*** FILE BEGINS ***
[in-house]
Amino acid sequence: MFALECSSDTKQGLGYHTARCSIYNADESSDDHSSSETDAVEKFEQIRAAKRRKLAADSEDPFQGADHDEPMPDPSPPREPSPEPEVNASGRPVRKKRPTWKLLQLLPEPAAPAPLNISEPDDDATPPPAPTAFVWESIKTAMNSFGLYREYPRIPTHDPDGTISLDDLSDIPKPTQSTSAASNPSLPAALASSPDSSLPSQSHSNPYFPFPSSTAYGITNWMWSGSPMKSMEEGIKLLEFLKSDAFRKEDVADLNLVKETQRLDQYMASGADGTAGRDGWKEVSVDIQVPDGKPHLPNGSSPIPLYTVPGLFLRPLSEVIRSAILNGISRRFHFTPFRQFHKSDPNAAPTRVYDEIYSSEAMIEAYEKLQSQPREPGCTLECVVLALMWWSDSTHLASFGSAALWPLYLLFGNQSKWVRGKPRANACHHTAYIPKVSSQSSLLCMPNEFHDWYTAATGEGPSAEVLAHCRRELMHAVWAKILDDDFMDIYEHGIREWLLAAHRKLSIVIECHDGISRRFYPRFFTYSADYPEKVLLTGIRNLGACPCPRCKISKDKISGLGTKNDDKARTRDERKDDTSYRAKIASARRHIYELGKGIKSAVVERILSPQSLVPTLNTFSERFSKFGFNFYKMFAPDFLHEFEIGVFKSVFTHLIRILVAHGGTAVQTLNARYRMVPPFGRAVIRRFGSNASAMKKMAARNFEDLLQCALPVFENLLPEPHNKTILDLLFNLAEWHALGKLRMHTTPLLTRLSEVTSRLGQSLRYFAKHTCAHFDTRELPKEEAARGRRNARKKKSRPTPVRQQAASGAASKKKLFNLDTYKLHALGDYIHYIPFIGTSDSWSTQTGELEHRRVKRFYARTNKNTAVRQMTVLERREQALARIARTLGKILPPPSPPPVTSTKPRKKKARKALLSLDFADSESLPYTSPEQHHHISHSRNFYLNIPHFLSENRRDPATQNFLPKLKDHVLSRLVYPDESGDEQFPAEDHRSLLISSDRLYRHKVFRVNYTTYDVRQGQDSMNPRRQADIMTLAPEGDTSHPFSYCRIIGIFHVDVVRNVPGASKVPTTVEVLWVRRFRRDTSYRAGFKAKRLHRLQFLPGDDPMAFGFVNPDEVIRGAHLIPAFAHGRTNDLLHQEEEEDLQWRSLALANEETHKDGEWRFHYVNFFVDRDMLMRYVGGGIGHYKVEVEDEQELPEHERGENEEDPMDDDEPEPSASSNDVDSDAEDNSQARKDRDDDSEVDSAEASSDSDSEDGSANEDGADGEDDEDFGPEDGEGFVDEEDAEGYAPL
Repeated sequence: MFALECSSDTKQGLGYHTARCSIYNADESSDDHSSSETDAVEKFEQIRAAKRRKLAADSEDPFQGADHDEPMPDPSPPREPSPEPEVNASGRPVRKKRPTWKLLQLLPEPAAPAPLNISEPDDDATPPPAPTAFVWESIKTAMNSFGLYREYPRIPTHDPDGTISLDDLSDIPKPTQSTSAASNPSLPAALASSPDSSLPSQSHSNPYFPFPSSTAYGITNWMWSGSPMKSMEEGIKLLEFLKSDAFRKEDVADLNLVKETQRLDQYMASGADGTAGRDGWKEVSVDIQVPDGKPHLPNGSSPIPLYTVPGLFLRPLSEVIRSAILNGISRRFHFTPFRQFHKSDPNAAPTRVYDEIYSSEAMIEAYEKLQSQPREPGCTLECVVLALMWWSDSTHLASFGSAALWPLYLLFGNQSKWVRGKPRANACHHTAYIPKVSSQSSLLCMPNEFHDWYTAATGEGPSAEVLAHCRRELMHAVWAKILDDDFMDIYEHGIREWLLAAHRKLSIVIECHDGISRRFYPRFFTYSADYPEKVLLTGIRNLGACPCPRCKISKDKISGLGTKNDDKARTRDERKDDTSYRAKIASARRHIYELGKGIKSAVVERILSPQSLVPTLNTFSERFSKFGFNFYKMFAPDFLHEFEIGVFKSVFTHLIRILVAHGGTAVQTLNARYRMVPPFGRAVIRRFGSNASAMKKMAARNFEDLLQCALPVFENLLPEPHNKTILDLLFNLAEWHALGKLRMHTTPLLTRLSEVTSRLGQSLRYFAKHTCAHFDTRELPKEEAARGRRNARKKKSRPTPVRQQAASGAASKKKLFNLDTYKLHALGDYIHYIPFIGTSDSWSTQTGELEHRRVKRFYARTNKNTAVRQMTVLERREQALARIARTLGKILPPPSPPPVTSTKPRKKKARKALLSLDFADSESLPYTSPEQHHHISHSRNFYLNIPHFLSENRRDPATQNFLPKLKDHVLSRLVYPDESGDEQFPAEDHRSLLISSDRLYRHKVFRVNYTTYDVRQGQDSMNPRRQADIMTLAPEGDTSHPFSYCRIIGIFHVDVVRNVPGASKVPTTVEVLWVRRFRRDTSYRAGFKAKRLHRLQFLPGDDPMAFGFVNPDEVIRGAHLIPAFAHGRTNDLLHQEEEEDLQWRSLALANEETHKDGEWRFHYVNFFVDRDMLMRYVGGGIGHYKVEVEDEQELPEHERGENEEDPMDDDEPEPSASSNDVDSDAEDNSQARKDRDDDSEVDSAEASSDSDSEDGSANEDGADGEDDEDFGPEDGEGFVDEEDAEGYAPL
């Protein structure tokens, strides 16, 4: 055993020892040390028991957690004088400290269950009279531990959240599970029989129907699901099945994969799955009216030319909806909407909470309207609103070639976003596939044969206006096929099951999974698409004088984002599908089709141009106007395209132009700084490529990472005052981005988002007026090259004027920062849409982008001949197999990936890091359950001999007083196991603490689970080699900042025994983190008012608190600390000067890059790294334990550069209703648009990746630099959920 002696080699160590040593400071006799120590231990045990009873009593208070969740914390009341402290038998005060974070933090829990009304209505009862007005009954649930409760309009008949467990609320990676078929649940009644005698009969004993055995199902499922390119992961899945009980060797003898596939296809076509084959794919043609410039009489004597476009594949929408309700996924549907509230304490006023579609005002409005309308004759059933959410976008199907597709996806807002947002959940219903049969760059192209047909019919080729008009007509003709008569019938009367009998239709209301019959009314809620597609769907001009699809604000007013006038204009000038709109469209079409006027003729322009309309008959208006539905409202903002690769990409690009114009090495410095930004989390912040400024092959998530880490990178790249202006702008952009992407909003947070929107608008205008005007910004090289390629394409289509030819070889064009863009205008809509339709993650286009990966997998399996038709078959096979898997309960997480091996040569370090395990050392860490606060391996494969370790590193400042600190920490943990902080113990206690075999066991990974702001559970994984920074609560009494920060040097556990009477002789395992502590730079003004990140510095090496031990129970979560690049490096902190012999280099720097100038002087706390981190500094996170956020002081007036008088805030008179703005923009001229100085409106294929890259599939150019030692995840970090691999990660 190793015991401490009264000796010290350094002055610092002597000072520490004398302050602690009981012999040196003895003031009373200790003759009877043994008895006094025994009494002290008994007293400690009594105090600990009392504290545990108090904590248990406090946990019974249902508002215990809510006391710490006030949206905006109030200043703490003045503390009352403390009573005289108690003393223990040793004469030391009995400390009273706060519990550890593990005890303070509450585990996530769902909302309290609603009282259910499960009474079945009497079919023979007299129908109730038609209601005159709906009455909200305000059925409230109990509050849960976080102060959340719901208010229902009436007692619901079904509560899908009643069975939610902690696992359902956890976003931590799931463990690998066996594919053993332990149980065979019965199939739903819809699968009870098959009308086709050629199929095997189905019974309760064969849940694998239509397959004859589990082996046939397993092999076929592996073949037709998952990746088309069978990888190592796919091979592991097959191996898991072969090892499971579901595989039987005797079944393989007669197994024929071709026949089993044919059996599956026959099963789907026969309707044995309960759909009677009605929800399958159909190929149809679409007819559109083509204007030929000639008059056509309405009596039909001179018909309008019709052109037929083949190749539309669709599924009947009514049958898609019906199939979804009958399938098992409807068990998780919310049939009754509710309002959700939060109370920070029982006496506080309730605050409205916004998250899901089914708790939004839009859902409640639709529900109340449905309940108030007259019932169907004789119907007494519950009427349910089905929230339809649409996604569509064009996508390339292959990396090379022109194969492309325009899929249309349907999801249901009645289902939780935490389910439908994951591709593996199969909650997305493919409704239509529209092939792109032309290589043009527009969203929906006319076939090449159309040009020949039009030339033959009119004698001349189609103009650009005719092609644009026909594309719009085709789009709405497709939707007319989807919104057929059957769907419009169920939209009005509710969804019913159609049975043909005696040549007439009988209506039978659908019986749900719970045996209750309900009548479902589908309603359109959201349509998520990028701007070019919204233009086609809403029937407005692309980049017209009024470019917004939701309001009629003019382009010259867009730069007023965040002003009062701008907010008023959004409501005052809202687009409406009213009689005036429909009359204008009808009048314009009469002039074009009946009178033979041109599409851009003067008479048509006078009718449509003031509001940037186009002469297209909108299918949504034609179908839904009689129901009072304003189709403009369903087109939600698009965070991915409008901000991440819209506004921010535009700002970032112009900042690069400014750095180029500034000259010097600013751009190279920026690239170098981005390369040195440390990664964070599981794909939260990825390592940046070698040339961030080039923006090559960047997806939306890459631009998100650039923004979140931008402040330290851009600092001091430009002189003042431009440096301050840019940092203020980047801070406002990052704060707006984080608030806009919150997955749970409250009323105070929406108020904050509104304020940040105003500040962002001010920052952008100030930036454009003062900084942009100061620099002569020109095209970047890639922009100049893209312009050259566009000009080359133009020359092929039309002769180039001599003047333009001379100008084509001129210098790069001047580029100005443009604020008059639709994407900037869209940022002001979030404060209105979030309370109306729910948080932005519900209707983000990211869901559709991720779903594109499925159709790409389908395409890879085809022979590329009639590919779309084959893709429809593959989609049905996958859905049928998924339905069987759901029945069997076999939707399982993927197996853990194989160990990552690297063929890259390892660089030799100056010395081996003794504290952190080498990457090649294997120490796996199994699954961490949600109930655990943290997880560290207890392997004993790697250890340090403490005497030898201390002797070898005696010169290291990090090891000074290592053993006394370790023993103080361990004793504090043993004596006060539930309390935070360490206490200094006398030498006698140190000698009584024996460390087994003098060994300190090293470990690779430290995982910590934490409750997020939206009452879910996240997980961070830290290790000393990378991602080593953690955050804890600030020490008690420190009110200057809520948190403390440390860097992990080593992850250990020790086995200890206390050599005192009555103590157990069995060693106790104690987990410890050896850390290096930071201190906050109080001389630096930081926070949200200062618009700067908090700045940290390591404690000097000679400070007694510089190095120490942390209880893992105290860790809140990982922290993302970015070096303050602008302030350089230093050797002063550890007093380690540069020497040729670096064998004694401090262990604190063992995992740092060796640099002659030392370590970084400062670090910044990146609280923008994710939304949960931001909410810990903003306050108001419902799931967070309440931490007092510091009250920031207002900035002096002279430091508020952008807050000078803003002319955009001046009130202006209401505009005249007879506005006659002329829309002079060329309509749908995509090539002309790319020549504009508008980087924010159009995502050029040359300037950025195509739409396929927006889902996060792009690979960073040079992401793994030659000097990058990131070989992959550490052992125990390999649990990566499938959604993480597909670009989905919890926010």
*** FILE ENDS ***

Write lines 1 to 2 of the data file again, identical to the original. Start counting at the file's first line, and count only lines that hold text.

[in-house]
Amino acid sequence: MFALECSSDTKQGLGYHTARCSIYNADESSDDHSSSETDAVEKFEQIRAAKRRKLAADSEDPFQGADHDEPMPDPSPPREPSPEPEVNASGRPVRKKRPTWKLLQLLPEPAAPAPLNISEPDDDATPPPAPTAFVWESIKTAMNSFGLYREYPRIPTHDPDGTISLDDLSDIPKPTQSTSAASNPSLPAALASSPDSSLPSQSHSNPYFPFPSSTAYGITNWMWSGSPMKSMEEGIKLLEFLKSDAFRKEDVADLNLVKETQRLDQYMASGADGTAGRDGWKEVSVDIQVPDGKPHLPNGSSPIPLYTVPGLFLRPLSEVIRSAILNGISRRFHFTPFRQFHKSDPNAAPTRVYDEIYSSEAMIEAYEKLQSQPREPGCTLECVVLALMWWSDSTHLASFGSAALWPLYLLFGNQSKWVRGKPRANACHHTAYIPKVSSQSSLLCMPNEFHDWYTAATGEGPSAEVLAHCRRELMHAVWAKILDDDFMDIYEHGIREWLLAAHRKLSIVIECHDGISRRFYPRFFTYSADYPEKVLLTGIRNLGACPCPRCKISKDKISGLGTKNDDKARTRDERKDDTSYRAKIASARRHIYELGKGIKSAVVERILSPQSLVPTLNTFSERFSKFGFNFYKMFAPDFLHEFEIGVFKSVFTHLIRILVAHGGTAVQTLNARYRMVPPFGRAVIRRFGSNASAMKKMAARNFEDLLQCALPVFENLLPEPHNKTILDLLFNLAEWHALGKLRMHTTPLLTRLSEVTSRLGQSLRYFAKHTCAHFDTRELPKEEAARGRRNARKKKSRPTPVRQQAASGAASKKKLFNLDTYKLHALGDYIHYIPFIGTSDSWSTQTGELEHRRVKRFYARTNKNTAVRQMTVLERREQALARIARTLGKILPPPSPPPVTSTKPRKKKARKALLSLDFADSESLPYTSPEQHHHISHSRNFYLNIPHFLSENRRDPATQNFLPKLKDHVLSRLVYPDESGDEQFPAEDHRSLLISSDRLYRHKVFRVNYTTYDVRQGQDSMNPRRQADIMTLAPEGDTSHPFSYCRIIGIFHVDVVRNVPGASKVPTTVEVLWVRRFRRDTSYRAGFKAKRLHRLQFLPGDDPMAFGFVNPDEVIRGAHLIPAFAHGRTNDLLHQEEEEDLQWRSLALANEETHKDGEWRFHYVNFFVDRDMLMRYVGGGIGHYKVEVEDEQELPEHERGENEEDPMDDDEPEPSASSNDVDSDAEDNSQARKDRDDDSEVDSAEASSDSDSEDGSANEDGADGEDDEDFGPEDGEGFVDEEDAEGYAPL